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"A week in the life of -

Haiti Cherie"

a photo book project...


"Country Data"

"Travel Tips"

"Passport and Visa requirements"

"Electrical requirements"

"Public Holidays in Haiti"

"Springbreak in Haiti"

"Points of Contact"

Background Notes

OFFICIAL NAME: Republic of Haiti



Area: 27,750 sq. km. (10,714 sq. mi.); about the size of Maryland.
Cities: Capital--Port-au-Prince (1995 est. pop. 1.5 million).
Other cities--Cap Haitien (est. 65,000).
Terrain: Coastal plain with steep mountains.
Climate: Warm, semiarid; high humidity in many coastal areas.


Nationality: Noun and adjective--Haitian(s).
Population (est., 1998): 7.5 million.
Annual growth rate: 2.3%, 2-3% anticipated in 1998 (IMF).
Ethnic groups: African descent 95%, African and European descent 5%.
Religions: Roman Catholic 80%, Protestant 10%; voodoo practices widespread.
Languages: French (official), Creole (official).
Education: Years compulsory--6.
Attendance: 6 to 11 year-old children - elementary school: 73%
secondary school: 15%
Adult literacy: 35%.
Health: Infant mortality rate - 74/1,000.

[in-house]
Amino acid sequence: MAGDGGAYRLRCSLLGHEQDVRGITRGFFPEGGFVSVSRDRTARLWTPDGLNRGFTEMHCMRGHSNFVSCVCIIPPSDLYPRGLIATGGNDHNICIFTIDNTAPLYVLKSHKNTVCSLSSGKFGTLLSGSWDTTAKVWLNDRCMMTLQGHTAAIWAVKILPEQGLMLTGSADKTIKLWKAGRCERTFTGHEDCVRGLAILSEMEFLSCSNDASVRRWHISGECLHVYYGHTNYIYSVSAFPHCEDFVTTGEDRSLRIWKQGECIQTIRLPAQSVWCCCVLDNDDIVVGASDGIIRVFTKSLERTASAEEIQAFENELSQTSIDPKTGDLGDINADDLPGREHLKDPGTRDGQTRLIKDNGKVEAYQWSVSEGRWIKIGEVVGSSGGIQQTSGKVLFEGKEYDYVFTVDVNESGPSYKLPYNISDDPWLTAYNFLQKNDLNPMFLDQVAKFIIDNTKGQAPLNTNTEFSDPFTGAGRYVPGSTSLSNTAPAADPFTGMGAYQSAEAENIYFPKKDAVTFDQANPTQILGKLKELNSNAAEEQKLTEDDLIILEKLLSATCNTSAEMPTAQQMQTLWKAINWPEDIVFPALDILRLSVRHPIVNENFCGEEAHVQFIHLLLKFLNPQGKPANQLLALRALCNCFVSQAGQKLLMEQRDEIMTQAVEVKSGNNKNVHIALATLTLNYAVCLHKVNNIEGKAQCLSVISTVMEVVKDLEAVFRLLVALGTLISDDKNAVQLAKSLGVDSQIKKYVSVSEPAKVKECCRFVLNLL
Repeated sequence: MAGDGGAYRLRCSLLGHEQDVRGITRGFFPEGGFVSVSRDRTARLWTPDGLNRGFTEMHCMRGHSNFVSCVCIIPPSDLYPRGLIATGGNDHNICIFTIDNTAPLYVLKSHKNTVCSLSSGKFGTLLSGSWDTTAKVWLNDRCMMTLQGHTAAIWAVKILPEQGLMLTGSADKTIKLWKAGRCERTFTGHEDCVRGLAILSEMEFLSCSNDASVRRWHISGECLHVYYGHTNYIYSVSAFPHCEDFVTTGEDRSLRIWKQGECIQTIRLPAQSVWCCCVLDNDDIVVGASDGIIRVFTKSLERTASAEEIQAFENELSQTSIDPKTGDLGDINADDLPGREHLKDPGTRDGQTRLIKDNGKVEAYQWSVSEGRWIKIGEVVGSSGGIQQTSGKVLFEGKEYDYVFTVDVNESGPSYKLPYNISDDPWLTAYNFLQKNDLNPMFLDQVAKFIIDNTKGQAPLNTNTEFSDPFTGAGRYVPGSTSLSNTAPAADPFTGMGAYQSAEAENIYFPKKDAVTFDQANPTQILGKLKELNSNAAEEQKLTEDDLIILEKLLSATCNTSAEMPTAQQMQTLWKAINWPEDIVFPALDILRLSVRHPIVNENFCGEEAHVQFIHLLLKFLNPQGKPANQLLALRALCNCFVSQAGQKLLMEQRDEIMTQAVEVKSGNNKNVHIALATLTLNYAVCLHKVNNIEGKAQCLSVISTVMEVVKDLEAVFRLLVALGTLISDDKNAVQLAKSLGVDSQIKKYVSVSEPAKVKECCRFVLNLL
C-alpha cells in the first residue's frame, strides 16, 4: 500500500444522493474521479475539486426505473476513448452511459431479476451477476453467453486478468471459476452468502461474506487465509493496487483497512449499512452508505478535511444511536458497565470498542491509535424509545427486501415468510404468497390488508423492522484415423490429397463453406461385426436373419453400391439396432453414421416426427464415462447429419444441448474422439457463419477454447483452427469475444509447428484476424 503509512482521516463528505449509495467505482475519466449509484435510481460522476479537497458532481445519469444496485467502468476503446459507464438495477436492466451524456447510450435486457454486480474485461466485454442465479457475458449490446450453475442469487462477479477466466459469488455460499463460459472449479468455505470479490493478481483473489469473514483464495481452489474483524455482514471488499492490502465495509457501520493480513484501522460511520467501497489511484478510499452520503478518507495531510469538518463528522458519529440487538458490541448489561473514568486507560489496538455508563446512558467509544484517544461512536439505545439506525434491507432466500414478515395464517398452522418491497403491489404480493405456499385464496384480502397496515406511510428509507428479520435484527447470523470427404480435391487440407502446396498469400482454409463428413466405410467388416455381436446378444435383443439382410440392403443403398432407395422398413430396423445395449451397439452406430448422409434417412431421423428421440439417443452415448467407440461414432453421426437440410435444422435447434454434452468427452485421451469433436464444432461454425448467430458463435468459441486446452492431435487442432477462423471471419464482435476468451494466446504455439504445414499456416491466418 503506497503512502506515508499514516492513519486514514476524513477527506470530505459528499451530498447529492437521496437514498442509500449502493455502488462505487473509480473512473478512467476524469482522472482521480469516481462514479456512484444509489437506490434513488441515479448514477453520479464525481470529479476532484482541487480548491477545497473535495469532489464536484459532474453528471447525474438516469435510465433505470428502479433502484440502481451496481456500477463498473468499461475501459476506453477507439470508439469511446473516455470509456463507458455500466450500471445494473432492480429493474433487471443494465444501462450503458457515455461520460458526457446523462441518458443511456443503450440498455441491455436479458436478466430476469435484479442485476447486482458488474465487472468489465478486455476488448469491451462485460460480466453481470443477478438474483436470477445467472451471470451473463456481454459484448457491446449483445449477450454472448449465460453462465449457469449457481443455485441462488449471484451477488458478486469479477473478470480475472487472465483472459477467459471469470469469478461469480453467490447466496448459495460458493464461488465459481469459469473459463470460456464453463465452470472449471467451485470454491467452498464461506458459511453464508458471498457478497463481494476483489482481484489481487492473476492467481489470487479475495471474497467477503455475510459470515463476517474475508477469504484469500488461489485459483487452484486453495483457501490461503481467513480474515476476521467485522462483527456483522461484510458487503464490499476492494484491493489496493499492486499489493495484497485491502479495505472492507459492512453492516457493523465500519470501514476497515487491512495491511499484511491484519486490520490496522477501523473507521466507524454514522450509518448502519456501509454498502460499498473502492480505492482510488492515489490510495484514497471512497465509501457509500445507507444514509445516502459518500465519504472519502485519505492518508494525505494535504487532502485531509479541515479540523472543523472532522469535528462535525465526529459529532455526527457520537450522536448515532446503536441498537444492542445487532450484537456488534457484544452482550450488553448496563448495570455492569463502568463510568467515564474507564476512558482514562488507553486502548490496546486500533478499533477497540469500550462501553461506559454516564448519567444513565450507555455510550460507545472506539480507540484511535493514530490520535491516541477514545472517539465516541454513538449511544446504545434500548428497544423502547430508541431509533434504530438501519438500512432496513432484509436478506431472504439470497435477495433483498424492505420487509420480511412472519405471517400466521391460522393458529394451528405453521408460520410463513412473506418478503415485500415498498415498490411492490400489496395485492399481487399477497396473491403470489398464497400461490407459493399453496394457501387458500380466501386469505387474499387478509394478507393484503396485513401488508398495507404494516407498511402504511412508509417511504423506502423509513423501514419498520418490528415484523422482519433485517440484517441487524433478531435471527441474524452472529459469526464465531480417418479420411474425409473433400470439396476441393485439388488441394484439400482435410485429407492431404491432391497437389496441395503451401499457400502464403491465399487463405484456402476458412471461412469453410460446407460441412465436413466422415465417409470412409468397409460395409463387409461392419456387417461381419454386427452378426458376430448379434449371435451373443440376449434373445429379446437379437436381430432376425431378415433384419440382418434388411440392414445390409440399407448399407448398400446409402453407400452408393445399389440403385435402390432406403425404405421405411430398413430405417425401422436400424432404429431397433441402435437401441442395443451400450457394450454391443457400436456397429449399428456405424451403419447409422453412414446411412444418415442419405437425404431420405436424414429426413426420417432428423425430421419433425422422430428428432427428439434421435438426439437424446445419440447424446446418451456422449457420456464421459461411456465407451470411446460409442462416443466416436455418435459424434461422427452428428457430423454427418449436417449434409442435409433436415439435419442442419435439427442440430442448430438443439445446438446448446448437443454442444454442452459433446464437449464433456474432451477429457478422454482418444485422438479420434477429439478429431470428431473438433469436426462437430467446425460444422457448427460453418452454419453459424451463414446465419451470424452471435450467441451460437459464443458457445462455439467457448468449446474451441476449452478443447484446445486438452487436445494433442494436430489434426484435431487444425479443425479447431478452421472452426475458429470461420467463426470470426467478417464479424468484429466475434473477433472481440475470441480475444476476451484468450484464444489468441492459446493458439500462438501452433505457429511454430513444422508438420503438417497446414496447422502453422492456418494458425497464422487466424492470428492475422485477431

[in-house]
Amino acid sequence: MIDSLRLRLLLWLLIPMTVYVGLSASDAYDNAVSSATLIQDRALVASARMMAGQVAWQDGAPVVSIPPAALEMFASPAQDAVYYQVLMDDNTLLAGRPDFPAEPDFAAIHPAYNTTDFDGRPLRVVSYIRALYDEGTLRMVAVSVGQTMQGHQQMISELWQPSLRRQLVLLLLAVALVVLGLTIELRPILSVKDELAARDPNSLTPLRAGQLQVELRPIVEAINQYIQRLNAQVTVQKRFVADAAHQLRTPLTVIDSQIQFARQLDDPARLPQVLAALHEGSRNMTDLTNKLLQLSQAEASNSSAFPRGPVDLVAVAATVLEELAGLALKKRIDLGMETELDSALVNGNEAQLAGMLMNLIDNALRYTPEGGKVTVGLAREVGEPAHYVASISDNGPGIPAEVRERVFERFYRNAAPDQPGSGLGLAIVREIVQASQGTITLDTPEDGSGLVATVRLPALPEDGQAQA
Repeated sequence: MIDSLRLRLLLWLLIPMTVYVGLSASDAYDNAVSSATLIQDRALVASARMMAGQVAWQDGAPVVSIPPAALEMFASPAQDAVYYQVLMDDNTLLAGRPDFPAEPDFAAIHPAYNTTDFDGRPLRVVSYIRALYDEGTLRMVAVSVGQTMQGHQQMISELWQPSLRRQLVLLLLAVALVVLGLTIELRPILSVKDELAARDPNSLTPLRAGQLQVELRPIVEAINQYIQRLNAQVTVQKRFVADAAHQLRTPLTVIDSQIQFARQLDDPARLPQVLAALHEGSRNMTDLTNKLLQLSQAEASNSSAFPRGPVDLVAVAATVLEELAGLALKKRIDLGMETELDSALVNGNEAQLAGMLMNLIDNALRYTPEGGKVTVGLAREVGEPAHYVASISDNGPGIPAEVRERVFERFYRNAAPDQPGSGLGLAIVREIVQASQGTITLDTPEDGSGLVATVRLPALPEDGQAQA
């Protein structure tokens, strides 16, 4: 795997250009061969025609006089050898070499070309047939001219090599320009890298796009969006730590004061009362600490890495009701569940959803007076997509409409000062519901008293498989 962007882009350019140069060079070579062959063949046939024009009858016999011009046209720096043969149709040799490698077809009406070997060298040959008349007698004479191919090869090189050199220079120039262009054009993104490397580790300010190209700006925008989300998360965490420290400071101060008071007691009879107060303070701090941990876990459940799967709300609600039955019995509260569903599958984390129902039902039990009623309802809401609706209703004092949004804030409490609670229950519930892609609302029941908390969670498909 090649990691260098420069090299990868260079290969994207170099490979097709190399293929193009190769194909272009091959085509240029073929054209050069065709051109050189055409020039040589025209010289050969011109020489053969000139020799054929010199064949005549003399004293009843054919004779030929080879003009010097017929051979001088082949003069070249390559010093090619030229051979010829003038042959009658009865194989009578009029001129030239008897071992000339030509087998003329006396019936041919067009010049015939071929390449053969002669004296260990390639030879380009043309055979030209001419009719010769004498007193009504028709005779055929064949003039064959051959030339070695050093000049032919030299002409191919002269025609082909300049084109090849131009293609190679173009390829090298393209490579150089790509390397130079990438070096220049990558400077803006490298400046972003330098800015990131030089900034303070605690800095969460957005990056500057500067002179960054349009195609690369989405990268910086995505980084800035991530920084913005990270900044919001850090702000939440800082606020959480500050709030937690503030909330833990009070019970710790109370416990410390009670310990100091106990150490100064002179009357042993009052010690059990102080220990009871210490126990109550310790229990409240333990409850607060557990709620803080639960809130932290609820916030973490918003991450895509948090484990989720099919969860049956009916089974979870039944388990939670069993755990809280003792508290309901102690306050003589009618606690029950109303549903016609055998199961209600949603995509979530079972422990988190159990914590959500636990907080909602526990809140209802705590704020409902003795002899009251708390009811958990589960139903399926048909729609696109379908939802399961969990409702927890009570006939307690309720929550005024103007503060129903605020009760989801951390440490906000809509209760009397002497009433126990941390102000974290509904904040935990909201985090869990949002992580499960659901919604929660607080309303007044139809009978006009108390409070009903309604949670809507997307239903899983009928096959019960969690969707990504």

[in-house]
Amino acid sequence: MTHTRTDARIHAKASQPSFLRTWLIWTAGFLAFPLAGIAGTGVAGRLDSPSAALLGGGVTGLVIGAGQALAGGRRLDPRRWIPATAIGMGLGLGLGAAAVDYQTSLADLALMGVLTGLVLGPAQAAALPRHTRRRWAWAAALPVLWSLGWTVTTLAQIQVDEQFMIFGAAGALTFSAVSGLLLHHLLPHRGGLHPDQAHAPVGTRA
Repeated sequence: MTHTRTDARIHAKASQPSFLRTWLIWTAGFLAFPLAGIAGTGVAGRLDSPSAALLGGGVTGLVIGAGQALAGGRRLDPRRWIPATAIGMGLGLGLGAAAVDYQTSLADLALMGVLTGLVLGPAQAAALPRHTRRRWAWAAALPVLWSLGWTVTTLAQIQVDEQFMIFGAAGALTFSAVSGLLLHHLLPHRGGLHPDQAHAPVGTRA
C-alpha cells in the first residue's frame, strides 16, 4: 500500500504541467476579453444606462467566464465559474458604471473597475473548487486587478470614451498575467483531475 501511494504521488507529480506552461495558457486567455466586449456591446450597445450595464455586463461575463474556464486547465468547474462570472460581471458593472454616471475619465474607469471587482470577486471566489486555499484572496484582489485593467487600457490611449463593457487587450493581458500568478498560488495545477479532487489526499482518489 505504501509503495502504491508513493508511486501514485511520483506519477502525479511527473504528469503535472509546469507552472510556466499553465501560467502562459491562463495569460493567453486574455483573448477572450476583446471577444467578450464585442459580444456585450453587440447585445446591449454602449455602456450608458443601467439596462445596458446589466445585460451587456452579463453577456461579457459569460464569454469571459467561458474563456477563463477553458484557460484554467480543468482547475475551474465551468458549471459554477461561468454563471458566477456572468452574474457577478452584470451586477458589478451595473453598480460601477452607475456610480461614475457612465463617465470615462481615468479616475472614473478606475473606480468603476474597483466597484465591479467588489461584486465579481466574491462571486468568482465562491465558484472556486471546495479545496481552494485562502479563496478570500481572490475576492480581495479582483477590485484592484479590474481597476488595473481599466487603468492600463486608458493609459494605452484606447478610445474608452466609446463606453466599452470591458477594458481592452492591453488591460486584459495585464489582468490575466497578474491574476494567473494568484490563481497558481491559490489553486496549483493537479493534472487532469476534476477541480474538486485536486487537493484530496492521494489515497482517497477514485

Life expectancy - 55 yrs.
Work force (est. 3 million)
Agriculture: 66%. Industry and commerce: 20%. Services: 14%.


Type: Elected government.
Independence: 1804.
Constitution: 1987.
Branches: Executive--president.
Legislative--Senate (27 seats), Chamber of Deputies (83 seats).
Judicial--Court of Cassation.
Administrative subdivisions: Nine departments.
Political parties: Numerous, but the most prominent are
the Organization of the Struggling People
(OPL - formerly the Lavalas Political Organization)
and the Fanmi Lavalas Party founded by former President Aristide.
Suffrage: Universal at 18 years of age.


GNP (1997): $3.0 billion (unadjusted for inflation).
GNP growth rate (FY 1997): 1.1%; 2-3% expected growth in 1998 (IMF).
Inflation (FY 1997): 17%.
Per capita GNP (est.): $400.
Natural resources: Bauxite, copper, calcium carbonate, gold, marble.
Agriculture (44% of GNP): Products--coffee, sugarcane, rice, corn,
cacao, sorghum, pulses, fruits, vegetables.
Industry (12% of GNP): Types--apparel, handicrafts, electronics, food
processing, beverages, tobacco products, leather goods, furniture,
printing, chemicals, steel, cleaning products, toiletries.
Services (44% of GNP): Types--commerce, government, tourism.
Trade (1997): Exports (to U.S. $188 million)--apparel, mangos,
essential oils, toys/sporting goods, electrical.
Major market--U.S. (historically about 75%).
Imports (from U.S. $500 million)--rice, wheat flour, motor vehicles,
soybean oil, machinery, sugar, petroleum.
Major supplier--U.S.(about 65%).